The doctors told no one of their plan and cunningly targeted patients who appeared to be showing outward symptoms of typhus, such as fever, aches and coughing. They even replicated the seasonal patterns of an epidemic, causing a spike of cases in the colder months. And to cover their tracks, they often transferred “infected” patients to other doctors, unaware of their scheme, who made their own typhus diagnoses.
“More and more positive Weil-Felix reactions were reported by German-controlled laboratories to German authorities and confirmed by our reports,” the medics later wrote. “Soon the number of reported cases was sufficiently large to declare the area of our practice an ‘epidemic area,’ with relative freedom from oppression.”
Lazowski and Matulewicz were, sadly, unable to save Rozwadów’s Jews, who were transported to concentration camps before the epidemic was declared. However, the quarantine zone that was later established in the surrounding countryside is believed to have saved at least 8,000 lives from Nazi persecution.
As time went on, however, the fact that nobody was dying from the supposed epidemic began looking suspicious. How long would it be before Lazowski’s plot was uncovered? “I was scared, of course,” Lazowski later told the Sun-Times Media Group. “I didn’t know if I would be arrested and tortured by the Gestapo. So I carried a cyanide pill in case I was arrested.”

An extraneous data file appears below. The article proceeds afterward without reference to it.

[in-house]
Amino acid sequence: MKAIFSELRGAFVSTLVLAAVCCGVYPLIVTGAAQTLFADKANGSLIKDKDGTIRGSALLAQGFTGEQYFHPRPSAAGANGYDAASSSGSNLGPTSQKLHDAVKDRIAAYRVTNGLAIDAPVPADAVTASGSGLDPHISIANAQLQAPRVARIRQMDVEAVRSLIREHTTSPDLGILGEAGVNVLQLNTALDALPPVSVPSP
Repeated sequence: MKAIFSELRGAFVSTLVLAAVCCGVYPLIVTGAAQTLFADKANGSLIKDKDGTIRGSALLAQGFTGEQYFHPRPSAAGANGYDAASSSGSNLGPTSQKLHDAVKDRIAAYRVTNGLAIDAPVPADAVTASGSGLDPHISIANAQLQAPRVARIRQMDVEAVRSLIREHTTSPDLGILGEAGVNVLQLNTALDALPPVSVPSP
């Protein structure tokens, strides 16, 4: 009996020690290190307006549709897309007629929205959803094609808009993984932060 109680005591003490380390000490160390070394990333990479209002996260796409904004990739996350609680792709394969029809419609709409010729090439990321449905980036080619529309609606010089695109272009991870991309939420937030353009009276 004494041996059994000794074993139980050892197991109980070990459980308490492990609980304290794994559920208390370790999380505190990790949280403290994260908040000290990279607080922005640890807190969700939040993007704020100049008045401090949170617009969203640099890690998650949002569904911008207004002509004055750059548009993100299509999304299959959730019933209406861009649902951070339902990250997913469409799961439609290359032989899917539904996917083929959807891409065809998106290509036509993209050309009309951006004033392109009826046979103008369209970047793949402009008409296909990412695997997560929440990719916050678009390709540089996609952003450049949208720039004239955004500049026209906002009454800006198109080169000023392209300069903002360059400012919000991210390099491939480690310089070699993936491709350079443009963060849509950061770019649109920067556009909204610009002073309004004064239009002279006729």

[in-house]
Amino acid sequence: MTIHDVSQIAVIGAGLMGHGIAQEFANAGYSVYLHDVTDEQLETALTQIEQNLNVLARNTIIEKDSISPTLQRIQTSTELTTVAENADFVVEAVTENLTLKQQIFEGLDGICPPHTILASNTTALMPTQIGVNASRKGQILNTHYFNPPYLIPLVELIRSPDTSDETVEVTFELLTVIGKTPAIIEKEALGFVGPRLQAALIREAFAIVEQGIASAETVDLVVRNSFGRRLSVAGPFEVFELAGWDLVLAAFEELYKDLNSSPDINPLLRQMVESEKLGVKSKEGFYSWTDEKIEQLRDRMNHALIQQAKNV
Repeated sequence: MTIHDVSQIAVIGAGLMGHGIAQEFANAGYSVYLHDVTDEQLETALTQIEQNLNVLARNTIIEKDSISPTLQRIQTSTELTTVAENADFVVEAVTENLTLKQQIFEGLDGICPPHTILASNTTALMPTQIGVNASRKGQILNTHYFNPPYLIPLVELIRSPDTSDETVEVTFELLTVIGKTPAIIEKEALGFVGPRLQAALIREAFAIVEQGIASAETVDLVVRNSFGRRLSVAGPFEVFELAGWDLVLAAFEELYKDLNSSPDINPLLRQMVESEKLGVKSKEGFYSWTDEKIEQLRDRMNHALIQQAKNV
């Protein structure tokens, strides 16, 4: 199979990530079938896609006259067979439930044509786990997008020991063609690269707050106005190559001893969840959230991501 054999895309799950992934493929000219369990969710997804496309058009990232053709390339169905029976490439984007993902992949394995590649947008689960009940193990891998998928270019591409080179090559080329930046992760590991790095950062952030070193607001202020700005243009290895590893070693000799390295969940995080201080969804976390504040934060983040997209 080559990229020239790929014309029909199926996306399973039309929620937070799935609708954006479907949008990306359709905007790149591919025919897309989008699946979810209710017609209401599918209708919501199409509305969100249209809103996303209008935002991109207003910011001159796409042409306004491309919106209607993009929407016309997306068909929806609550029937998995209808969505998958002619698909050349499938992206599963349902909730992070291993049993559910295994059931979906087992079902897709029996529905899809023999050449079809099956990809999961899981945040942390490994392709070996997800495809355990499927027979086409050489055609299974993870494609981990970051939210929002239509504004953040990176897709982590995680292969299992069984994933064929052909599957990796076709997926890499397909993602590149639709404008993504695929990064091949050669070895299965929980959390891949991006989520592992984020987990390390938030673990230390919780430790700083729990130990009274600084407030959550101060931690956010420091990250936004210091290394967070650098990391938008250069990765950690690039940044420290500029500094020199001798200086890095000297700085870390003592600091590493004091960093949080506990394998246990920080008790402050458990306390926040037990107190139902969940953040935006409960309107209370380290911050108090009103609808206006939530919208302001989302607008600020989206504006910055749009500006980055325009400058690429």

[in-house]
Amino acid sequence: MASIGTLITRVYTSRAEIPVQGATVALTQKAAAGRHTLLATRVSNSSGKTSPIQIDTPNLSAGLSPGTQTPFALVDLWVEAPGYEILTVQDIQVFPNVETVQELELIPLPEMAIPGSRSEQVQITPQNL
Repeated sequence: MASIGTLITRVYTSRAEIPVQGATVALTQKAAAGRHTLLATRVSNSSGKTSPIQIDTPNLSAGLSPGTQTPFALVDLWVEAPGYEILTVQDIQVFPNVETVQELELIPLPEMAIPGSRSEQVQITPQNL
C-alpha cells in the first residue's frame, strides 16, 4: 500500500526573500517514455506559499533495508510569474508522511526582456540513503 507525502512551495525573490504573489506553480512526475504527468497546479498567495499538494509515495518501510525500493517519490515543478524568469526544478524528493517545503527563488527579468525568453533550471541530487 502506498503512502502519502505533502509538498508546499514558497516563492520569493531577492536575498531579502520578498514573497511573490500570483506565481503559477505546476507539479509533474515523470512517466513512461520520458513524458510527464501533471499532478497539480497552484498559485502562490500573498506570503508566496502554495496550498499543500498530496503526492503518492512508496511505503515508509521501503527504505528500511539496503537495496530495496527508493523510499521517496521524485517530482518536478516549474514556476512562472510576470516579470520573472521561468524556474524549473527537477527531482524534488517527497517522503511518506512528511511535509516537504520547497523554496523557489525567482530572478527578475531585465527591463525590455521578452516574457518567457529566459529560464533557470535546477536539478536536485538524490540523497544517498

In late 1943, then, a team of German health inspectors arrived to assess the supposed outbreak, and they had apparently been tipped off by Polish collaborators. Lazowski, however, sneakily plied the officials in charge with vodka and sausages, which distracted them from the task at hand.
As the top brass made themselves comfortable, the junior doctors set about testing Lazowski’s patients. He had gathered up the sickest-looking people in the city and left them in dirty huts. The young medics were apparently so concerned for their own health and safety that they left very quickly after obtaining blood samples. Lazowski’s ruse had worked, and the health authorities never returned.
In retrospect, however, it seems that the Nazis weren’t entirely blind to Lazowski’s tricks. For instance, toward the end of the war, with the Red Army advancing on Rozwadów, the good doctor received a tipoff from a military policeman he’d once treated. “Doctor, run, you are on the Gestapo hit list,” he said. Apparently, Lazowski had once been spotted helping the resistance.
But despite knowing about some of his subversive activities, the Gestapo never arrested Lazowski, because he was seen as an essential weapon in the fight against typhus. And the doctor furthermore later continued to live in Poland after the Nazis had lost control.
In 1958, though, Lazowski moved to Chicago after securing a Rockefeller Foundation scholarship. He went on to write more than a hundred research papers and became a pediatrics professor at the State University of Illinois. However, it wasn’t until 1977 that he broke his silence about the “epidemic” that he’d staged in Rozwadów.
Together with Matulewicz, who worked as a radiology professor in Zaire – now the Democratic Republic of the Congo – before returning to Poland, Lazowski wrote a bestseller about the pair’s experiences. His attitude, however, has always been humble. “I was just trying to do something for my people,” he told the Sun-Times Media Group. “My profession is to save lives and prevent death. I was fighting for life.” Lazowski died in Oregon on December 16, 2006, at the grand-old age of 92.